Medical Staff

New medical staff models: Examples from the field

Medical Staff Leader Insider, May 27, 2009

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Successful organizations have discovered that the right medical staff-hospital relationship is the Holy Grail of strategic medical staff development planning. To this end, physicians and hospitals need to explore the various models and relationships that might help both parties achieve a higher degree of alignment. Make no mistake that organizations will need to show great flexibility to thrive. They will undoubtedly implement multiple medical staff models simultaneously, including self-governed medical staff, physician employment, contracts, physician-hospital council, physician executives, medical directors, joint ventures, etc.

Many organizations have asked me what other organizations are trying, and more importantly, what’s working. Clearly one size will not fit all. However, here are some examples gleaned from The Greeley Company’s work with a multitude of hospitals and health systems across the country:

  • The medical staff of a brand new hospital in the Midwest is designing a service line function as the basis for the organized medical staff. Service line directors will work with the medical executive committee, the credentials committee, and the multi-specialty peer review committee to carry out the board-delegated medical staff responsibilities after its 2010 opening.
  • The medical staff and hospital executive team at an organization in the North-Central part of the country have come together and laid out the structure and process for a physician advisory council to deal with strategic and operational issues. The impetus for this change was severe political rifts in the medical community that paralyzed the effectiveness and operations of the traditional medical staff structure. Part of this initiative will also include a task force to redesign the medical staff governance process.
  • A Northeast organization formalized a physician-hospital compact during a facilitated retreat involving the medical staff, board, and hospital executives. The process was set in motion when the board told the medical staff that it had no faith in the peer review process. This uncovered deep divides between the groups that had existed for years. The parties recognized that they were not moving forward adequately in their very competitive and unforgiving market and sought out a new basis on which to rebuild trust and communication.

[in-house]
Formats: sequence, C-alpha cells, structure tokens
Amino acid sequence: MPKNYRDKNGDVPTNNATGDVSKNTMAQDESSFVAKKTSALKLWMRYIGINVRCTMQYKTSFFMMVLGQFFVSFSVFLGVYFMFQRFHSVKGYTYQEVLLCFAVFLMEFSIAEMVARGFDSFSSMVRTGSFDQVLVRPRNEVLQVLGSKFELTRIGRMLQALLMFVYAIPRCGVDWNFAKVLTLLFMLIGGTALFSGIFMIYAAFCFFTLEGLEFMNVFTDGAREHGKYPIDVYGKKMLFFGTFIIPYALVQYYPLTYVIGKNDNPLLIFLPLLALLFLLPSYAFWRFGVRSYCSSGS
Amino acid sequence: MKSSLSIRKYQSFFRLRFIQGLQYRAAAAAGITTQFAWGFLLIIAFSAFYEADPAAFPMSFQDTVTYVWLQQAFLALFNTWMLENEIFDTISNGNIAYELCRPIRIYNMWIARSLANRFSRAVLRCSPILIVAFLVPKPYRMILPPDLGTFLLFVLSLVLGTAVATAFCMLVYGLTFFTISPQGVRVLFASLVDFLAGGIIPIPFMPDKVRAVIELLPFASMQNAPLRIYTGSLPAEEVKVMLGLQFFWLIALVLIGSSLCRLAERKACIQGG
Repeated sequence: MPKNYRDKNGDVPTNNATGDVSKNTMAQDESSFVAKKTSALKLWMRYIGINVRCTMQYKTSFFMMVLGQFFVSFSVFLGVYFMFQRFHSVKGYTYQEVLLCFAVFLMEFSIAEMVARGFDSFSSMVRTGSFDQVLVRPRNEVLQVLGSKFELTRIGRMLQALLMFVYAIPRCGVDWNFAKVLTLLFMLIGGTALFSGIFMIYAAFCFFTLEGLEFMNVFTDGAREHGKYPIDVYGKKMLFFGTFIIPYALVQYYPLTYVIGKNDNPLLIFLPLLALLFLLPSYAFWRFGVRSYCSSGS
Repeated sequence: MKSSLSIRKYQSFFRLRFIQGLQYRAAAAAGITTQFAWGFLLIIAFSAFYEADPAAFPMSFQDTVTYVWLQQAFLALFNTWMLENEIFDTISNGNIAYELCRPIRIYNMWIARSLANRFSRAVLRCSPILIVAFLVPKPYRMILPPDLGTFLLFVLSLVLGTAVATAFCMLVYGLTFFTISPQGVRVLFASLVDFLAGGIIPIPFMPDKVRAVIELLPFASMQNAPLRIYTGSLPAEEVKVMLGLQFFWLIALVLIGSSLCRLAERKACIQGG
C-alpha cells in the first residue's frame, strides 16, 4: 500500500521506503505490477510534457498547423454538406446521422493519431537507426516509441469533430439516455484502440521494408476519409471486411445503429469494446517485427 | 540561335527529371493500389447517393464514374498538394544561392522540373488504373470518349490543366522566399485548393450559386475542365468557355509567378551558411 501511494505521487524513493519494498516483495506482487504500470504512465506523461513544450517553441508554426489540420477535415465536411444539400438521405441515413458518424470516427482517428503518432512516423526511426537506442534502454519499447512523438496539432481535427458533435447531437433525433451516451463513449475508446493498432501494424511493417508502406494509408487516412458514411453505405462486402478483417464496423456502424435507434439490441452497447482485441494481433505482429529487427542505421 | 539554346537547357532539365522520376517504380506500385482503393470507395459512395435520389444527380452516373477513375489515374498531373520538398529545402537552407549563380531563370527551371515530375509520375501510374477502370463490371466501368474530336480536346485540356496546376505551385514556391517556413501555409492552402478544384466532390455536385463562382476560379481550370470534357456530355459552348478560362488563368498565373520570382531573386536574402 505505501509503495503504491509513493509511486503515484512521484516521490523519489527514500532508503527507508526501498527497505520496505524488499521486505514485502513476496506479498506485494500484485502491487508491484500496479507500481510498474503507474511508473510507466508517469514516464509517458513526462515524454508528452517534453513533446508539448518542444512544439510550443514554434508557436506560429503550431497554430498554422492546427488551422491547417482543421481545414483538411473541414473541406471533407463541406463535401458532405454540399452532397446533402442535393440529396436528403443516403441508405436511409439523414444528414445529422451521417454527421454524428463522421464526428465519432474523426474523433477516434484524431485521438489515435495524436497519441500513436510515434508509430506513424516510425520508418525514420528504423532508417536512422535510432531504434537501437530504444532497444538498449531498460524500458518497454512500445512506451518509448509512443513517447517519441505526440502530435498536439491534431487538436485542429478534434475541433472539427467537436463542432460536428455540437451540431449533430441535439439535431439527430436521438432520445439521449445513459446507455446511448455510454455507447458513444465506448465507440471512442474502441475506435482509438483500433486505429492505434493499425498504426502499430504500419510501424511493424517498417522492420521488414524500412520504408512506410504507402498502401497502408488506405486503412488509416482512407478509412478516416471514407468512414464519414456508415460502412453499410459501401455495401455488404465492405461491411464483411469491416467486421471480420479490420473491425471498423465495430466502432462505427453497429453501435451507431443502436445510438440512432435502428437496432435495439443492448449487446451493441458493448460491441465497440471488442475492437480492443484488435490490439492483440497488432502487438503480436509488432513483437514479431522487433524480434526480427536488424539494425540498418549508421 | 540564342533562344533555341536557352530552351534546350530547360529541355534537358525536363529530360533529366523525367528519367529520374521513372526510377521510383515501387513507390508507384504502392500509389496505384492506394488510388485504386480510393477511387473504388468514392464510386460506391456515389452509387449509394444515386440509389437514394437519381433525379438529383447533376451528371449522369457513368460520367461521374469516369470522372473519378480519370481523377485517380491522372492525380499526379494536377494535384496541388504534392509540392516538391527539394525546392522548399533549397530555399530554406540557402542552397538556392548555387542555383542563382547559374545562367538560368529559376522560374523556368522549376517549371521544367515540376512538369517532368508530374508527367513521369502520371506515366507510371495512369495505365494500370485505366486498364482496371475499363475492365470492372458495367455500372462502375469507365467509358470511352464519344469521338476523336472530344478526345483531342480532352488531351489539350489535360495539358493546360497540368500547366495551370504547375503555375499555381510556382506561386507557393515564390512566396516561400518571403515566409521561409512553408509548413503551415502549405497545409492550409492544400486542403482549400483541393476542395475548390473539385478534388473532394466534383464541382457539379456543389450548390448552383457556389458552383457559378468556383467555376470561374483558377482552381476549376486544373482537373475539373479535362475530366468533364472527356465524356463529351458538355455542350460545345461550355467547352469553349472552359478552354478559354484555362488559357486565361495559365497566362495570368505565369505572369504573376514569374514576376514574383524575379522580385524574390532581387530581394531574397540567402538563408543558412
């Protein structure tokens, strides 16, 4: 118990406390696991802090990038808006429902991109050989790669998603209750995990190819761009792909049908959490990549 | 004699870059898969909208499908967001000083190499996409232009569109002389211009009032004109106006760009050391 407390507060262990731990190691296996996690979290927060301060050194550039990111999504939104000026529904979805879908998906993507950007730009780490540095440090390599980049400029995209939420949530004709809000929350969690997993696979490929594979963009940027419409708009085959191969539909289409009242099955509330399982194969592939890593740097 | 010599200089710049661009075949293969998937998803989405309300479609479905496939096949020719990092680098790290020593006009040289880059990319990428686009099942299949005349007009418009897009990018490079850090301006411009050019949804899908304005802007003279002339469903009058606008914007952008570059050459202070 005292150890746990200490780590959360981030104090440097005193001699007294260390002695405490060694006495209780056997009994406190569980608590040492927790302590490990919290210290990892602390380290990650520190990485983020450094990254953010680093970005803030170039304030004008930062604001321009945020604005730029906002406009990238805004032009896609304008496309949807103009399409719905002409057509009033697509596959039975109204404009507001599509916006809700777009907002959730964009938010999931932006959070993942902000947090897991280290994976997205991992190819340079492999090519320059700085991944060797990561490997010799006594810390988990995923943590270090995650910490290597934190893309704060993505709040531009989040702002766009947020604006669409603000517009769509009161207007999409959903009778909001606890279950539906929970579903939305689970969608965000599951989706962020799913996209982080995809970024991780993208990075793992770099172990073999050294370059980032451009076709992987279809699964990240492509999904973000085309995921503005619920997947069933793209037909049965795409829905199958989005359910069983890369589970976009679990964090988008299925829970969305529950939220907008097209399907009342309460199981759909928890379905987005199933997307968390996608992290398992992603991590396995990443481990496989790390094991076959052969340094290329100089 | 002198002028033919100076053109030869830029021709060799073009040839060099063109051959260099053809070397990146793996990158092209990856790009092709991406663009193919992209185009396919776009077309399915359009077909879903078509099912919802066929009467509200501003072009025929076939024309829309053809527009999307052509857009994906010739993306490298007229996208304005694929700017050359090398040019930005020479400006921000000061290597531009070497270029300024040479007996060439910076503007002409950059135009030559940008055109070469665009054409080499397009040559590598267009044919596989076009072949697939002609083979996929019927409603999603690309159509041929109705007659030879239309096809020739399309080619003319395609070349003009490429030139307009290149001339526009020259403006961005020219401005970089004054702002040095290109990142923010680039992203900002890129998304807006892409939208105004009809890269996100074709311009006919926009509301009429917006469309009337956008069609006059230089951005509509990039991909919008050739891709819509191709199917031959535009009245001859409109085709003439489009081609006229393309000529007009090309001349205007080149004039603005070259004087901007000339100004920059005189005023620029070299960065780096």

• A health system in the West has begun implementing a comprehensive assortment of options, including legal recruiting support through a management services organization, a physician hospital organization, and physician employment. The latter required a major cultural change as this is something that “just isn’t done here.”
  • A health system in the mid-Atlantic region is considering implementing a physician executive model anchored by a strong chief medical officer and supported by key contracted clinical medical directors and paid clinical department chairs.

I am very much interested in hearing from the medical staff and hospital leaders facing these challenges every day. If your medical staff has successfully implemented alternative physician-hospital relationships, I’d love to hear from you. To share your tips, strategies, and success stories, please e-mail associate editor Elizabeth Jones at ejones@hcpro.com.

Until next time, be the best that you can be.

William Cors, MD, MMM, CMLS is the vice president of medical staff services at The Greeley Company, a division of HCPro, Inc. in Marblehead, MA.



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